Fracking — the technical term is “hydraulic fracturing” — is a powerful drilling process in which millions of gallons of water containing toxic chemicals are used to fracture rocks, freeing up the gas inside. Critics say fracking poisons water supplies and causes other environmental problems. Fracking supporters tout its economic benefits and say effective environmental safeguards can be set up.

Currently, there are no companies actively seeking permits to drill for gas in the shale deposits in Western Maryland. The commission is charged with producing best practices used in other states where hydraulic fracturing of shale deposits is done, such as Ohio, Pennsylvania and West Virginia.

“Some of the recommendations in the draft go way beyond (current best practices),” Cobbs said. “The commission is making things up, creating things as we go. In some cases, there really are not regulations like that anywhere in the country.”

Some draft recommendations on water testing and setbacks from sources of water for public drinking and exploratory wells are setting new standards.

“What we’re calling for now is the tightest in the nation,” said Christine Conn, director of strategic land planning for the Maryland Department of Natural Resources. “These setbacks are very restrictive.”

Currently, the setback for drilling wells recommended by state officials is 1,000 feet from sources of public drinking water and 2,000 feet from private drinking wells, but that can be reduced to as low as 1,000 feet if the company can show the drinking water well is not downhill from the fracking well.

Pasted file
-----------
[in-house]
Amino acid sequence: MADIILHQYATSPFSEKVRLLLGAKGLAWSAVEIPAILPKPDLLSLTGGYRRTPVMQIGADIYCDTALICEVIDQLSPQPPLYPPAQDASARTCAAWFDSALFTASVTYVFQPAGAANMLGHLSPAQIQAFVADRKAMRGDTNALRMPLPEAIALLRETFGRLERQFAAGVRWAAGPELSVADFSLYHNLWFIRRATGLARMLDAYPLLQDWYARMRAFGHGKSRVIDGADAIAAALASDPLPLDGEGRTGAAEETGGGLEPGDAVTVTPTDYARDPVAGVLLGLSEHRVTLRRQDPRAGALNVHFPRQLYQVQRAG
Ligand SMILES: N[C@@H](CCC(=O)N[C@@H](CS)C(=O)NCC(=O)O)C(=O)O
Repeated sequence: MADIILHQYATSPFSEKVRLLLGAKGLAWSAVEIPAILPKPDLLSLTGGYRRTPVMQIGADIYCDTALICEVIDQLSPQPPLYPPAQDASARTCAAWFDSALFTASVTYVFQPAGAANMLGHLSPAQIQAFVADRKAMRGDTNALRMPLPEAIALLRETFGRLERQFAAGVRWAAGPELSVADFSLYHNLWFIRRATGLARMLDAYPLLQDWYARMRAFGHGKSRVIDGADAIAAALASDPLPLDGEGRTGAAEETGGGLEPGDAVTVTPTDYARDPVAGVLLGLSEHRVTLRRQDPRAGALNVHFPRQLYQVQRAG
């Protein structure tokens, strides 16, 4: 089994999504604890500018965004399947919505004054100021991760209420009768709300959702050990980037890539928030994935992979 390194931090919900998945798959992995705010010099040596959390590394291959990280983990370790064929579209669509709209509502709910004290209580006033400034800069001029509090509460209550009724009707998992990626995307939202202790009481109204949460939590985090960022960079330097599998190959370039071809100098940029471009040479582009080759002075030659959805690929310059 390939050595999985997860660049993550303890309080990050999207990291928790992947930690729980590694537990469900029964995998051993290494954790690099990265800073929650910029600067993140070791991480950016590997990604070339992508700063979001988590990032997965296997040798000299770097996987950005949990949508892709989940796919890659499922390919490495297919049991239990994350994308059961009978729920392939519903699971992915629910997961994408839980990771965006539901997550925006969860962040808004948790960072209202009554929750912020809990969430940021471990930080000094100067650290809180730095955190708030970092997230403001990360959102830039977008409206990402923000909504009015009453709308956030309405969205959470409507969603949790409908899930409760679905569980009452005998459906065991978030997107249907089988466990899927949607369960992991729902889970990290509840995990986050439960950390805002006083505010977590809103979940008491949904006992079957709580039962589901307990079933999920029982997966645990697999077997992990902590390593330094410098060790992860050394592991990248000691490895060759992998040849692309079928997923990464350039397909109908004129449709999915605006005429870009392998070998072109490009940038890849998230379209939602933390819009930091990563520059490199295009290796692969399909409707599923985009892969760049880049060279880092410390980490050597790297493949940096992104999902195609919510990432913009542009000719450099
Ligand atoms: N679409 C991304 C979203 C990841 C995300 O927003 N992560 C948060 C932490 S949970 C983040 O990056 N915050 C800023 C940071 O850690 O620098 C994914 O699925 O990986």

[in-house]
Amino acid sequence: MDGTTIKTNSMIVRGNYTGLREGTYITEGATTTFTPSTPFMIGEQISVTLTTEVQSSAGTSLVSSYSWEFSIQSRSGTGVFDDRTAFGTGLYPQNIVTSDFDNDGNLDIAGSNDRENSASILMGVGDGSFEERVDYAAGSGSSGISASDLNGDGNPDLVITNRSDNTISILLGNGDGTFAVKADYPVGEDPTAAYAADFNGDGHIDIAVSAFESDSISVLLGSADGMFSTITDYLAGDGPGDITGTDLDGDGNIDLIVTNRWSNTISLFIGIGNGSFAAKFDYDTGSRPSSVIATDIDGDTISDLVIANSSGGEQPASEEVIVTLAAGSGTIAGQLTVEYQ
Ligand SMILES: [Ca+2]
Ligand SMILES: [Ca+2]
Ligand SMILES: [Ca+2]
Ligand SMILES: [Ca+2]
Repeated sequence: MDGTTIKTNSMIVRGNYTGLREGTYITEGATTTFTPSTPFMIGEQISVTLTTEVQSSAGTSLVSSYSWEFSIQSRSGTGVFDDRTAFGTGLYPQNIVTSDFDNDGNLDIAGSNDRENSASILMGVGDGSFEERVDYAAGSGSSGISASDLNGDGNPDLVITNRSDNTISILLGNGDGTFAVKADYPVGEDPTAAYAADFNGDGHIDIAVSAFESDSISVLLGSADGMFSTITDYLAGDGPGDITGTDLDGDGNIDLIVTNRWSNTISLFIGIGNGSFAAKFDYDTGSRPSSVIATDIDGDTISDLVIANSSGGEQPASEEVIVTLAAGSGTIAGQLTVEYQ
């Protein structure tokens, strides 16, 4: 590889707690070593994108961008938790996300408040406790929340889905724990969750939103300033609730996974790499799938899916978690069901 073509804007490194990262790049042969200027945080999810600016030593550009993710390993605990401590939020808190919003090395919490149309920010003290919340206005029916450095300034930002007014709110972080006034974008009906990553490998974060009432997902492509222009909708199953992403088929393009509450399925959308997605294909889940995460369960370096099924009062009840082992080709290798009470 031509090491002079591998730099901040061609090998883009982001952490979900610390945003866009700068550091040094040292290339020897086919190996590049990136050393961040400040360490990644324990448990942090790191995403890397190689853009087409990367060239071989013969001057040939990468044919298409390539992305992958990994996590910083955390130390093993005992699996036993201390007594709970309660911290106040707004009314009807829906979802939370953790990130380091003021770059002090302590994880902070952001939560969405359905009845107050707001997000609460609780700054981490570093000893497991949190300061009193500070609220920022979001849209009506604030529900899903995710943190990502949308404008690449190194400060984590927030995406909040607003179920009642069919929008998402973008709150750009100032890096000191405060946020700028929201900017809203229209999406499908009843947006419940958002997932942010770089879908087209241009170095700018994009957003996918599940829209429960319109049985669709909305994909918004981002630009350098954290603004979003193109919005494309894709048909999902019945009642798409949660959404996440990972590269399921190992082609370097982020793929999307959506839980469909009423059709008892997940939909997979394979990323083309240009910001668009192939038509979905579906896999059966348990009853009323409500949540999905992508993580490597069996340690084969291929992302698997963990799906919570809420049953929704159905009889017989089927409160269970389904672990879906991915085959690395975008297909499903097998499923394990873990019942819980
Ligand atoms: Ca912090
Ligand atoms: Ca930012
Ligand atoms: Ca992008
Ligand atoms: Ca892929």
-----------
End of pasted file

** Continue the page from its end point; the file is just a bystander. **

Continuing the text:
Setbacks in West Virginia, for example, are under 1,000 feet.

Conn said the report remains in flux as health, economic and risk assessments are completed. Even after those are completed, she said, there is still room to discuss and change recommendations based on science and evidence.

“Right now we’re trying to develop the best suite of standards,” Conn said.

But not everyone thinks the standards go far enough — particularly when it comes to issues related to protecting drinking water.

“That’s what I hear the most concern about,” said Paul Roberts, a citizen and member of the Marcellus Shale Advisory Commission and the owner of Deep Creek Cellars winery in Friendsville. “That’s what my neighbors are talking about because it’s what we’ve been hearing from neighboring states.”

Roberts said there is scientific evidence showing the importance of a setback nearly four times greater — about one kilometer or 3,280 feet — than what is currently proposed.

Roberts said anything less than a kilometer poses the risk of contaminating drinking water and makes it impossible to sell affected property.

“It’s not appropriate or fair to endanger my family or our way of life because (the governor) feels it’s something they want to do or it’s a setback (regulators) think the industry will accept,” Roberts said.